Dr. Gene McHugh
Mountain Time USA
9:00 AM-5:00 PM
© Copyright 2018
DEGREE AND TYPES OF HEARING LOSS
DEGREE OF HEARING LOSS
Results of the audiometric evaluation are plotted on a chart called
an audiogram. Loudness is plotted from top to bottom. Frequency,
from low to high, is plotted from left to right. Hearing loss (HL)
is measured in decibels (dB) and is described in general categories.
Hearing loss is not measured in percentages. The general hearing
loss categories used by most hearing professionals are as follows:
TYPES OF HEARING LOSS:
- Normal hearing (0 to 25 dB HL)
- Mild hearing loss (26 to 40 dB HL)
- Moderate hearing loss (41 to 70 dB HL)
- Severe hearing loss (71 to 90 dB HL)
- Profound hearing loss (greater than 91 dB HL)
The external and the middle ear conduct and transform sound; the
inner ear receives it. When there is a problem in the external or
middle ear, a CONDUCTIVE hearing impairment occurs. When the
problem is in the inner ear, a SENSORINEURAL or hair cell
loss is the result. Difficulty in both the middle and inner
ear is called a MIXED hearing impairment (i.e. conductive
and a sensorineural impairment). CENTRAL hearing loss has more to do
with the brain than the ear, and will be discussed only briefly.
- CONDUCTIVE hearing loss
occurs when sound is not conducted efficiently through the ear
canal, eardrum, or tiny bones of the middle ear, resulting in a
reduction of the loudness of sound that is heard. Conductive losses
may result from earwax blocking the ear canal, fluid in the middle
ear, middle ear infection, obstructions in the ear canal,
perforations (hole) in the eardrum membrane, or disease of any of
the three middle ear bones. A person with a conductive hearing
loss may notice that their ears may seem to feel full or plugged. This person may speak softly because
they hear their own voice quite loudly. Crunchy foods, such as
celery or carrots, sound very loud and this person may have to stop
chewing to hear what is being said. All conductive hearing losses
should be evaluated by an audiologist and a physician to explore
medical and surgical options.
- SENSORINEURAL hearing loss is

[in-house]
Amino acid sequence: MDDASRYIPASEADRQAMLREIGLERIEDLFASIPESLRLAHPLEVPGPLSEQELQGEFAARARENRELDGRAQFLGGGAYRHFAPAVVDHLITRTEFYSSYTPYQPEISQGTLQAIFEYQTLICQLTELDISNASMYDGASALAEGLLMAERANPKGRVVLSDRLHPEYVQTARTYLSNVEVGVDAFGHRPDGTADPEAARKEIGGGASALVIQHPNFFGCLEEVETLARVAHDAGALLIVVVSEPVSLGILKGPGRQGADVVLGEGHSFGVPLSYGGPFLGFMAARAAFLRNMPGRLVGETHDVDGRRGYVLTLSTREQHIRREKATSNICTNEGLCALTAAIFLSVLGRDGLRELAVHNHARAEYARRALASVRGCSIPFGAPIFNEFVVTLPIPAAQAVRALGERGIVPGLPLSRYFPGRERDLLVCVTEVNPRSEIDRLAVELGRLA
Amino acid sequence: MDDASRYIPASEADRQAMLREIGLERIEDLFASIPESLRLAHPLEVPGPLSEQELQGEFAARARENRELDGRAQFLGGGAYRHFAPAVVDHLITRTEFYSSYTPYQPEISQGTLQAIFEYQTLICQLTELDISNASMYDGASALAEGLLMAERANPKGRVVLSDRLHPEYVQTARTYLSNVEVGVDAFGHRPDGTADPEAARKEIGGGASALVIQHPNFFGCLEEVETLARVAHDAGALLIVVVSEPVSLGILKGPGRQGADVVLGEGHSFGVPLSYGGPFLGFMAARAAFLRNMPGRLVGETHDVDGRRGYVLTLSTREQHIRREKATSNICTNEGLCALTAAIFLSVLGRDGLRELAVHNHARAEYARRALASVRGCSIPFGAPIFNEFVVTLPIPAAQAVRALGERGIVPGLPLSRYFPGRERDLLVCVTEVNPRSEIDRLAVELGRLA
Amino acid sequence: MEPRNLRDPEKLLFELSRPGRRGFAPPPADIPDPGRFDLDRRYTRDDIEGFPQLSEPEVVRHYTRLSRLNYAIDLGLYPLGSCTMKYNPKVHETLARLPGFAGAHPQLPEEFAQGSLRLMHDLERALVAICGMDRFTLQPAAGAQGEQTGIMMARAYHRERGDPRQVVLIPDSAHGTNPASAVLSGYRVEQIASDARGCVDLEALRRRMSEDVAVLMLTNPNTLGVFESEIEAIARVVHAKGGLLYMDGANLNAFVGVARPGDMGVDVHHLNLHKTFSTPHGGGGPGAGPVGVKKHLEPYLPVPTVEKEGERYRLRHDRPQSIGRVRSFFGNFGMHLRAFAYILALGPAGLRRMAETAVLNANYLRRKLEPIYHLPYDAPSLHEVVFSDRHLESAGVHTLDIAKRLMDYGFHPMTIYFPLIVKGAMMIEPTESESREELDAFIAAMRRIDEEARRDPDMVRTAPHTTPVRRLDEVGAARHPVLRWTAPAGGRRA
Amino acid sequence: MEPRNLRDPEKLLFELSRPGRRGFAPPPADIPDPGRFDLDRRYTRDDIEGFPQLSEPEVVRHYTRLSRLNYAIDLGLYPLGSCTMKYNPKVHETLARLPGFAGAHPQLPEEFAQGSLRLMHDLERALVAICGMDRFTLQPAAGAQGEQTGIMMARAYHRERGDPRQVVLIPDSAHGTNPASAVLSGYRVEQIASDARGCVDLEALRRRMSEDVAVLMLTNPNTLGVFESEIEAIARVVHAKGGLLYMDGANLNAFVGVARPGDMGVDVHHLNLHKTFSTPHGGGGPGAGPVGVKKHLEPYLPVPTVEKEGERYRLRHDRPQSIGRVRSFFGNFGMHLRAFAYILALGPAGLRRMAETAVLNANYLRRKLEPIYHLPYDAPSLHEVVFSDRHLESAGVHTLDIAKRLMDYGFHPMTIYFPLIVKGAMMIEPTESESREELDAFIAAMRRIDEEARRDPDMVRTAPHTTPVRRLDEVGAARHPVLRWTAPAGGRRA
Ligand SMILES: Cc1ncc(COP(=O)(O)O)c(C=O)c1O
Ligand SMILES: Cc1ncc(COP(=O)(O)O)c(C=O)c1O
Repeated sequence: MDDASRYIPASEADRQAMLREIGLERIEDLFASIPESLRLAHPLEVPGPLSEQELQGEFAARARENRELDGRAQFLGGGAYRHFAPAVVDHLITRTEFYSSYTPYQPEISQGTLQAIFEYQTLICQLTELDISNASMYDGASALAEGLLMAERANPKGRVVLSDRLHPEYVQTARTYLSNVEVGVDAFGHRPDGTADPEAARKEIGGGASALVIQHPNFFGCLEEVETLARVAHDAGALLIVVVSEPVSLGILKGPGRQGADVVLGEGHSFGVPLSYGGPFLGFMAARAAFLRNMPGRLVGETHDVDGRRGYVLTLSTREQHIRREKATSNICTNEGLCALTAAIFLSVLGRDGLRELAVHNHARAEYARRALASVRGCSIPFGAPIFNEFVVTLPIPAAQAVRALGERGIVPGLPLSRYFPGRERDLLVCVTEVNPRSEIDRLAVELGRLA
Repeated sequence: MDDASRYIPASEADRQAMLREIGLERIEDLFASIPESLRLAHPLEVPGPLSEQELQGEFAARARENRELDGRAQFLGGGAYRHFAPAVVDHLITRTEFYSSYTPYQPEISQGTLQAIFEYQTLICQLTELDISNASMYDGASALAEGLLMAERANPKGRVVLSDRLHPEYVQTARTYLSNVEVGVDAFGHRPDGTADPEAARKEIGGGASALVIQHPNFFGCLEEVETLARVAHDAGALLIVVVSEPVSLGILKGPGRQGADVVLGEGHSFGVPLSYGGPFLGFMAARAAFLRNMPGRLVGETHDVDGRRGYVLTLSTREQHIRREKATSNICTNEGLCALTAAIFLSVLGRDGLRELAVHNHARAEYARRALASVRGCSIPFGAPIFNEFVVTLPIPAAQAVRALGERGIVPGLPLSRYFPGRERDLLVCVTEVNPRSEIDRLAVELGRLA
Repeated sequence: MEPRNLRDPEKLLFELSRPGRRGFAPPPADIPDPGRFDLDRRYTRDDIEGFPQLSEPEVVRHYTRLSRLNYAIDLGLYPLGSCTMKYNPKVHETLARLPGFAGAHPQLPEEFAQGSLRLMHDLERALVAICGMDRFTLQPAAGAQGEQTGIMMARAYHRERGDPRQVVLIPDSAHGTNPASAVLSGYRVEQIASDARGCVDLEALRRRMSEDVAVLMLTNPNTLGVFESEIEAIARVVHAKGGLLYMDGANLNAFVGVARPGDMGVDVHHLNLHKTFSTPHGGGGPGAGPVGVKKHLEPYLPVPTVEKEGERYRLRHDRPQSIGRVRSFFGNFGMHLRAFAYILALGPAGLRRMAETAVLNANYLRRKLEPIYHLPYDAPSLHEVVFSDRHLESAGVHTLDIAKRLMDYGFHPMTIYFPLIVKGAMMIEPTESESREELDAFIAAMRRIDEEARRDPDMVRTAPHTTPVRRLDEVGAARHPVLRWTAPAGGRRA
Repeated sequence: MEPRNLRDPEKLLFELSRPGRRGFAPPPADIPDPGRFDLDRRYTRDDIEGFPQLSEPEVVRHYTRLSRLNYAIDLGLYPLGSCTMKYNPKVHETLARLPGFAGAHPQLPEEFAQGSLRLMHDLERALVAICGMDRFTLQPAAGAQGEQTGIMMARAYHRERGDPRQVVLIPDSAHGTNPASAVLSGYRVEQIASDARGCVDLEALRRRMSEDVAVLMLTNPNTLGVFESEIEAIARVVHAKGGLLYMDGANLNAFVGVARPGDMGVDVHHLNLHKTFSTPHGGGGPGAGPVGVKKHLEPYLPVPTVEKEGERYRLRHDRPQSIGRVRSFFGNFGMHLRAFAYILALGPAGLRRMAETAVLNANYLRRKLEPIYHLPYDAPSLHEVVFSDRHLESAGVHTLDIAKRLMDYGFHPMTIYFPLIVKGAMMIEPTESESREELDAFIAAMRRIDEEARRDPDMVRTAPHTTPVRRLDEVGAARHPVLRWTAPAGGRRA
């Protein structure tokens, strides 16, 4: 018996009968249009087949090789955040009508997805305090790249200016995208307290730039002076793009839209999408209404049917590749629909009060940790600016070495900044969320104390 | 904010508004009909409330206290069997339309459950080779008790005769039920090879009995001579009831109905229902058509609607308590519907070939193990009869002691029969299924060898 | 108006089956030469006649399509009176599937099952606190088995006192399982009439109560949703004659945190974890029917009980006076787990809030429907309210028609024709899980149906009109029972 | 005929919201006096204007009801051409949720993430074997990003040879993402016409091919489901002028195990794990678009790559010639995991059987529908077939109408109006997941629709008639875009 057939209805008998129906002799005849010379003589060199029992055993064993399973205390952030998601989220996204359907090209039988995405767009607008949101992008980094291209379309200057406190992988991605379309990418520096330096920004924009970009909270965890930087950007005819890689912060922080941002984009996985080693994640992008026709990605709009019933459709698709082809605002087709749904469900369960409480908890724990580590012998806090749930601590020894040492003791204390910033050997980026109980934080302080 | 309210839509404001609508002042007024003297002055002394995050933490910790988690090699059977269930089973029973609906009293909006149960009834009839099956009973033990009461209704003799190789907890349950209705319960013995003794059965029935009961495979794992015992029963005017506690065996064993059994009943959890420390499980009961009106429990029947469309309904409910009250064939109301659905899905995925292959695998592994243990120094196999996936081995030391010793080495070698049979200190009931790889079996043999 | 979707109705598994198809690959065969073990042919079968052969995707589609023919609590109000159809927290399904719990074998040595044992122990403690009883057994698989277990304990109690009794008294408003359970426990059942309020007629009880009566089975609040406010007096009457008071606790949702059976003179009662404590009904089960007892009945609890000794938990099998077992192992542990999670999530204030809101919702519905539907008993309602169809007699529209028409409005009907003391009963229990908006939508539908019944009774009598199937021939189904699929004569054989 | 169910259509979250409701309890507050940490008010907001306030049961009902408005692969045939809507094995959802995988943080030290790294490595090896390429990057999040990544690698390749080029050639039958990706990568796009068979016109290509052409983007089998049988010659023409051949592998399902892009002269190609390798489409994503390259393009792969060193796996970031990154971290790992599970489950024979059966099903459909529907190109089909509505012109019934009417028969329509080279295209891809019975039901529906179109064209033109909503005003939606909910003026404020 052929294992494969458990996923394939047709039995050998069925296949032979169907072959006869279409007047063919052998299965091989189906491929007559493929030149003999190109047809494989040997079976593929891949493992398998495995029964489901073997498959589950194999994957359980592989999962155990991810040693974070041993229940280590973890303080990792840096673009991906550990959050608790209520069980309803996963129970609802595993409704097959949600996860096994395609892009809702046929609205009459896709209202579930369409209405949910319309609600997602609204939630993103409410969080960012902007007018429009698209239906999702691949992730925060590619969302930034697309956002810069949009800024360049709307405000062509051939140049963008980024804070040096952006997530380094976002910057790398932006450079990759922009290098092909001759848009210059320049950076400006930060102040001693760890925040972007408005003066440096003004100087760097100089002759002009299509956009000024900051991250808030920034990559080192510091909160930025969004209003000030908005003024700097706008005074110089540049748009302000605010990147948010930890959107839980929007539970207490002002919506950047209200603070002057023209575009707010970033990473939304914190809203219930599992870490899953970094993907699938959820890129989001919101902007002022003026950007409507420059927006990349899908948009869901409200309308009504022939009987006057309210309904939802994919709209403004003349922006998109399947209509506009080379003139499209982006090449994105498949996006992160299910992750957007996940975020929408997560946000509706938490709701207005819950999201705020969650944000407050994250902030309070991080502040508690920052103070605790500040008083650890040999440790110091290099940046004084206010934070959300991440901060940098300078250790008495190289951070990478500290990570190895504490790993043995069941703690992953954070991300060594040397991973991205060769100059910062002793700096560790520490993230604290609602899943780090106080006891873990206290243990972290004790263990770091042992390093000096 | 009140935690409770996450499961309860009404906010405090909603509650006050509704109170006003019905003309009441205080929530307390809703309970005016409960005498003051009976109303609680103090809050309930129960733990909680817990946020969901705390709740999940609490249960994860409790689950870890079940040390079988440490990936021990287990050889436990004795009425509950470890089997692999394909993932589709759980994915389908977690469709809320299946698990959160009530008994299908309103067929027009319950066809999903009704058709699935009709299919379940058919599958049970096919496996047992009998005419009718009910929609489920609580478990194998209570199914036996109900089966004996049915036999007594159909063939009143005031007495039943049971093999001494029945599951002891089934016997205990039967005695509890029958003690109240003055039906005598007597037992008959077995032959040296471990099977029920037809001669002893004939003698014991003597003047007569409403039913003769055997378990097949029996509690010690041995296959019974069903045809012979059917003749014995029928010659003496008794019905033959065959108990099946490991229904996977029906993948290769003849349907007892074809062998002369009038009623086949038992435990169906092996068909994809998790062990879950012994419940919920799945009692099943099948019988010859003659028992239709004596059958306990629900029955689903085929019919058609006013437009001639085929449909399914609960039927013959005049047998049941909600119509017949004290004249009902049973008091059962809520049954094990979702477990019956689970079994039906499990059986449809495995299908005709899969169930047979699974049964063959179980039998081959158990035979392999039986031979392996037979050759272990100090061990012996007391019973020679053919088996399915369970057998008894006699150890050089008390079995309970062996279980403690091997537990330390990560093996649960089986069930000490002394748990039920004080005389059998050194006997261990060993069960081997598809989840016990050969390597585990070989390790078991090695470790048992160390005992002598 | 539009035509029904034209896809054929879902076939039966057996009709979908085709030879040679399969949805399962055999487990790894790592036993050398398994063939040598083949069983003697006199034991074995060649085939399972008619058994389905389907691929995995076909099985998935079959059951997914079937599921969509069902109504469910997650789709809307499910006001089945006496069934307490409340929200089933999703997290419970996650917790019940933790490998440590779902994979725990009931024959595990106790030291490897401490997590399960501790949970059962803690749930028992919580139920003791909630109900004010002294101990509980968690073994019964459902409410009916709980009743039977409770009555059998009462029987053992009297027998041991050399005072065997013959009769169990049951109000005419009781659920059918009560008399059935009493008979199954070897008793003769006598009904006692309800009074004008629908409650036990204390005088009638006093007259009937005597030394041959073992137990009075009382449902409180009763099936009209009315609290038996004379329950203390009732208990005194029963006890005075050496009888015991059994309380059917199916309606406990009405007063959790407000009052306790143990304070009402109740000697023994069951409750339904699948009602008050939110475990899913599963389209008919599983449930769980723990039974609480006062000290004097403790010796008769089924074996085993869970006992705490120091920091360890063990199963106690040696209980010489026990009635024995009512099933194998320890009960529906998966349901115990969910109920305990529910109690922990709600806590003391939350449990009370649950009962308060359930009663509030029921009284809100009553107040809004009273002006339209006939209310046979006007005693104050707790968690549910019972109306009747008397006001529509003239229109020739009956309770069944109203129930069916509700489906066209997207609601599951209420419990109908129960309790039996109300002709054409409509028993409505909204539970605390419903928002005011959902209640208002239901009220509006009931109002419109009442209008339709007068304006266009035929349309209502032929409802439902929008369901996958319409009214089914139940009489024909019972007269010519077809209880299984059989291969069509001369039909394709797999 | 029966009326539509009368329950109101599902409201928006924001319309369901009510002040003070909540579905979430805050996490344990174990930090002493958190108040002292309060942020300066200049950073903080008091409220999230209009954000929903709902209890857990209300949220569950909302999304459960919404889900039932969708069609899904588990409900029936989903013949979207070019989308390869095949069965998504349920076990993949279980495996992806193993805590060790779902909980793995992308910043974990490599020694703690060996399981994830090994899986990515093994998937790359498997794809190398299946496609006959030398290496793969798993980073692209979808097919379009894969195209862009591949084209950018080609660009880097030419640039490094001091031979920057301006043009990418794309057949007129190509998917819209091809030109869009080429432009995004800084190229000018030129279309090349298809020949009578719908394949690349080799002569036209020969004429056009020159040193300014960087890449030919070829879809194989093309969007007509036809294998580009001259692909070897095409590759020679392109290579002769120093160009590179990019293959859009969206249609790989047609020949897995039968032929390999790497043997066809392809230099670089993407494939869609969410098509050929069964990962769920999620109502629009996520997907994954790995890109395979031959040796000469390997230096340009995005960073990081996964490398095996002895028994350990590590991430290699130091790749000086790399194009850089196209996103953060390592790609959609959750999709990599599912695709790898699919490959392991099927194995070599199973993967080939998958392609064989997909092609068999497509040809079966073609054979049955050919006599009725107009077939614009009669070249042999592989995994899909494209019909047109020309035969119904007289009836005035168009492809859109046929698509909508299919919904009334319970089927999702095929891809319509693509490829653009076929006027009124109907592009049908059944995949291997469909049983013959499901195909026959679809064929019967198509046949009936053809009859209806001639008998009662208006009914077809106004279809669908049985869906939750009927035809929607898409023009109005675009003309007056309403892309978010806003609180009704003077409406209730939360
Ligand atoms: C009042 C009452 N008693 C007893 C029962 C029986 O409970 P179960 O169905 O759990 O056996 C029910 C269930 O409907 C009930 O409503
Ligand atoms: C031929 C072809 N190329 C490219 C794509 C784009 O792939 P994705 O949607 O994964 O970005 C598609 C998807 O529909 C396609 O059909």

the most common type of hearing loss. More than 90 percent of all
hearing aid wearers have sensorineural hearing loss. The most common
causes of sensorineural hearing loss are age related changes and
noise exposure. A sensorineural hearing loss may also result from
disturbance of inner ear circulation, increased inner fluid pressure,
or from disturbances of nerve transmission. Sensorineural hearing
loss is also called "cochlear loss," an "inner ear loss,"
and is also commonly called "nerve loss." Years ago, many
professionals said there was nothing that could be done for
sensorineural hearing loss; that is totally incorrect today. There are many excellent options
for the patient with sensorineural hearing loss.
A person with a sensorineural hearing loss may report that they can
hear people talking, but they can't understand what they are saying.
An increase in the loudness of speech may only add to their
confusion. This person will usually hear better in quiet places and
may have difficulty understanding what is said over the telephone.
- MIXED hearing impairment is
the cumulative effect on conductive hearing loss plus sensorineural hearing
loss. It is typically referred to as mixed hearing loss
with a designated portion attributed to conductive hearing loss.
For example: "35dB mixed hearing loss, with a 20 decibel (dB)
conductive component." By subtraction, one may assume
the remaining 15dB is sensorineural in nature.
- CENTRAL hearing impairment
occurs when auditory centers of the brain are affected by injury,
disease, tumor, hereditary, or unknown causes. Loudness of sound is
not necessarily affected, although understanding of speech, also
thought of as the clarity of speech, may be affected. Certainly
both loudness and clarity may be affected, too. It is believed
most older individuals have some degree of central hearing